Imágenes de página


And certainly they say, for fine behaving
King Arthur's Court has never had its match
True point of honour, without pride or braving,
Strict etiquette for ever on the watch:
Their manners were refined and perfect-saving
Some modern graces, which they could not catch,
As spitting through the teeth, and driving stages,
Accomplishments reserved for distant ages.

They looked a manly, generous generation;

Beards, shoulders, eyebrows, broad, and square, and thick,
Their accents firm and loud in conversation,
Their eyes and gestures eager, sharp, and quick,
Showed them prepared, on proper provocation,
To give the lie, pull noses, stab and kick;
And for that very reason, it is said,
They were so very courteous and well-bred.

The ladies looked of an heroic race

At first a general likeness struck your eye,
Tall figures, open features, oval face,

Large eyes, with ample eyebrows arched and high;
Their manners had an odd, peculiar grace,
Neither repulsive, affable, nor shy,
Majestical, reserved, and somewhat sullen;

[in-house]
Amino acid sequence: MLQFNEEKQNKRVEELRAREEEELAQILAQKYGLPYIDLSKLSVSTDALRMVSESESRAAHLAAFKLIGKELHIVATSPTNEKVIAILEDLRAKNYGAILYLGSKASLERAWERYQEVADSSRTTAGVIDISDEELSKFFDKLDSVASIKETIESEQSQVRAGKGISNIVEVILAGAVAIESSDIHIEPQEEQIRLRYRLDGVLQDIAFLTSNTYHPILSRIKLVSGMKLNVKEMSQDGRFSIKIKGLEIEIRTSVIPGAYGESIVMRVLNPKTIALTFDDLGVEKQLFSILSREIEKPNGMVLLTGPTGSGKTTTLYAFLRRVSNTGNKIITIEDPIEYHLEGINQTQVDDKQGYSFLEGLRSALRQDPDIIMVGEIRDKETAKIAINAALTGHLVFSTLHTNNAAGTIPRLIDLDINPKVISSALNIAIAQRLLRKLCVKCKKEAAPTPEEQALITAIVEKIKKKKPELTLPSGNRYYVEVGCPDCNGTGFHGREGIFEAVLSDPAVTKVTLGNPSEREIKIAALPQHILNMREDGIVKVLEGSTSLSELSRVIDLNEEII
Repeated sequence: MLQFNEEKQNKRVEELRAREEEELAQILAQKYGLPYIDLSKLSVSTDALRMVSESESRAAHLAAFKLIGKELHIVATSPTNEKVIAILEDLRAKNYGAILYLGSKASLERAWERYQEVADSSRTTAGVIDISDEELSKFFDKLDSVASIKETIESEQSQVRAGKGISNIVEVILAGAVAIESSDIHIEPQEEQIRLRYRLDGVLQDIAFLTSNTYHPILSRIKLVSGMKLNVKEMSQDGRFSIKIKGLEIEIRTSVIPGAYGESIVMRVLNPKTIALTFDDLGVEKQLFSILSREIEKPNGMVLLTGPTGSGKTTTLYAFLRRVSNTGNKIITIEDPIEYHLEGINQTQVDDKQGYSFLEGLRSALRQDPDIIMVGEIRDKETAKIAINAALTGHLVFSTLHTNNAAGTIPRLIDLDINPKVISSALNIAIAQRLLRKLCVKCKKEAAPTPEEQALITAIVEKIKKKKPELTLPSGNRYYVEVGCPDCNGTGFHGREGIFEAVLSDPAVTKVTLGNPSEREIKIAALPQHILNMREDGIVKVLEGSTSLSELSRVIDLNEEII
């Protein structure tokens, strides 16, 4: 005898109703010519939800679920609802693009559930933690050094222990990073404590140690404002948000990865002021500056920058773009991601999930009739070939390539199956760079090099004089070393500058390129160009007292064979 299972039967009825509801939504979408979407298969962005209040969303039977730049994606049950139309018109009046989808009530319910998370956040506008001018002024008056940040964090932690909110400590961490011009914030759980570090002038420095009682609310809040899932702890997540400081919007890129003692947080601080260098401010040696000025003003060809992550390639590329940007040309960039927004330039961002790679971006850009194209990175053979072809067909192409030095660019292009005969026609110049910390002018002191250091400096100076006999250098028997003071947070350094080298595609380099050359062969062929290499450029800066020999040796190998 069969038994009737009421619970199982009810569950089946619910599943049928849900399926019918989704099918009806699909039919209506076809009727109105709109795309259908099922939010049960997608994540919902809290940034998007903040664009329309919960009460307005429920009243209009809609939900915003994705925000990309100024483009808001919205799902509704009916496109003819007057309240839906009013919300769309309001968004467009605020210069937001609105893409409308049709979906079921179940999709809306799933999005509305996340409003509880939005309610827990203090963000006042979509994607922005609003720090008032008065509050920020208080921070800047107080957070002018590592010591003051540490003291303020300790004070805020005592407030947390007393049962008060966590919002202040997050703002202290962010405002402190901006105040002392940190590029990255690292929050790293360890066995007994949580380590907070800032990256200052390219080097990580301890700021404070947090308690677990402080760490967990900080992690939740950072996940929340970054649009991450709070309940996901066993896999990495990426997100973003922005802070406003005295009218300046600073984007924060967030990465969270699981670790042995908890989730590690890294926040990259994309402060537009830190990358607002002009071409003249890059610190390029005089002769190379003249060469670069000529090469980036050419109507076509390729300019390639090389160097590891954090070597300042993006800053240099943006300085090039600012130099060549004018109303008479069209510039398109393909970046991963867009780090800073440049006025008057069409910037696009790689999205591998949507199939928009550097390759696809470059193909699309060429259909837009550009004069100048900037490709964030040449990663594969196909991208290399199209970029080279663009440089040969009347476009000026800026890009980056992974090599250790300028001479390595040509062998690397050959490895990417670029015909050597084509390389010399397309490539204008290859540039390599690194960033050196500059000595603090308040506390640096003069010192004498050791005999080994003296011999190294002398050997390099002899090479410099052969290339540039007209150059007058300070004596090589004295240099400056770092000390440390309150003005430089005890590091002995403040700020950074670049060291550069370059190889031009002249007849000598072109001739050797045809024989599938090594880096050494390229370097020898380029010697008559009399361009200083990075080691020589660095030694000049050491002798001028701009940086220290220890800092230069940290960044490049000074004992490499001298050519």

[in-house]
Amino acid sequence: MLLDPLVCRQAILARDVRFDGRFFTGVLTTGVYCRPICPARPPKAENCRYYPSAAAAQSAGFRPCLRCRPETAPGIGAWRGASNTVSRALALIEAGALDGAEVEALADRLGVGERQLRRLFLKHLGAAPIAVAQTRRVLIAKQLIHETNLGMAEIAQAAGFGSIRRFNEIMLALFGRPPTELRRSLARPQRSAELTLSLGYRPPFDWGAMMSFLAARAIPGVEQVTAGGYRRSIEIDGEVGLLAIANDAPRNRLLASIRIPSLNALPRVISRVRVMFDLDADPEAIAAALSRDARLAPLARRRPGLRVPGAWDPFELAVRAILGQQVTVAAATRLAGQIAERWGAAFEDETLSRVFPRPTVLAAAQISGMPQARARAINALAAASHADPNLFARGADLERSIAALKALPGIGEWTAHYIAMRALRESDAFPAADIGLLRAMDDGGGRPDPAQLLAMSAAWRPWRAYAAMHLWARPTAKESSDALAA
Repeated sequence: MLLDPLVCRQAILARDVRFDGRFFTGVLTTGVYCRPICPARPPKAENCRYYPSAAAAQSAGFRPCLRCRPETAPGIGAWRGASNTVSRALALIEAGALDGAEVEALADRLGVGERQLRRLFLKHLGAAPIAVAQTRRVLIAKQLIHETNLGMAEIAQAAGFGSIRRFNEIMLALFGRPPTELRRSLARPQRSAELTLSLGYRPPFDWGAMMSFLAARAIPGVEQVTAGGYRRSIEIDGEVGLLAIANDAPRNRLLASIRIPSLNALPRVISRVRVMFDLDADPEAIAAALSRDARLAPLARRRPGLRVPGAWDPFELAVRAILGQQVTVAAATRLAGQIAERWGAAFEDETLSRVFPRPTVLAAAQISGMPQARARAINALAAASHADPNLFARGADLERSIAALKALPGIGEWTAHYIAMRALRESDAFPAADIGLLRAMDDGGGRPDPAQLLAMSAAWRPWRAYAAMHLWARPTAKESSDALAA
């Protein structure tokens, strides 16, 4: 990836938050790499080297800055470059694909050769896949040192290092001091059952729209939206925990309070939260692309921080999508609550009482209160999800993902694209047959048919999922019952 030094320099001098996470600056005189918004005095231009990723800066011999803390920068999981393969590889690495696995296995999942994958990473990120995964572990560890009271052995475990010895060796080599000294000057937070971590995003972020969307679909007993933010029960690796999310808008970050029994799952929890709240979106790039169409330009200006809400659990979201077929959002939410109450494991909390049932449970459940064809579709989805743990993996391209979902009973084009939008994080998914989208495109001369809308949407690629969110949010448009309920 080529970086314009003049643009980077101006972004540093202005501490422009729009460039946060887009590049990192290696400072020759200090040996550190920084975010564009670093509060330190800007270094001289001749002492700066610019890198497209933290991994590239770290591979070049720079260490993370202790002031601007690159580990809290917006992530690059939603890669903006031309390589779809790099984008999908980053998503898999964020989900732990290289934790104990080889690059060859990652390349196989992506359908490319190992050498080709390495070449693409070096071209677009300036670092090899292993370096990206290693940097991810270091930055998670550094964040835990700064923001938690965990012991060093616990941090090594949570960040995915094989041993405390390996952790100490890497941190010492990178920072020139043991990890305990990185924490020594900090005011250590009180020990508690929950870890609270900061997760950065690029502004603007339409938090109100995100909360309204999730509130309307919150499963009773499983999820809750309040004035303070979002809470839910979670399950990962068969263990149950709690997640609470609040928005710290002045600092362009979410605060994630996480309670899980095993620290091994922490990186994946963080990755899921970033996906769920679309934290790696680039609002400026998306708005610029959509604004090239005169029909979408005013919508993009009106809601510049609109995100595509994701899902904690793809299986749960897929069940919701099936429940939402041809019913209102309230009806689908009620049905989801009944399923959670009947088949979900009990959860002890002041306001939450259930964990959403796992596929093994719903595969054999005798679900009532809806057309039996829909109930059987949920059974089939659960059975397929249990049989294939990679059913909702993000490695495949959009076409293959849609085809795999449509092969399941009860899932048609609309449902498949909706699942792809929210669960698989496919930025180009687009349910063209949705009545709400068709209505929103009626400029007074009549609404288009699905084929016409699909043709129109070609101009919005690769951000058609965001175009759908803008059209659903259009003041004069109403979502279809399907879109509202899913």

Their dresses partly silk, and partly woollen.




Sir Gawain may be painted in a word-
He was a perfect loyal Cavalier;

His courteous manners stand upon record,
A stranger to the very thought of fear.
The proverb says, As brave as his own sword;
And like his weapon was that worthy Peer,
Of admirable temper, clear and bright,
Polished yet keen, though pliant yet upright.



On every point, in earnest or in jest,
His judgment, and his prudence, and his wit,
Were deemed the very touchstone and the test
Of what was proper, graceful, just, and fit;
A word from him set everything at rest,
His short decisions never failed to hit ;
His silence, his reserve, his inattention,
Were felt as the severest reprehension;

His memory was the magazine and hoard,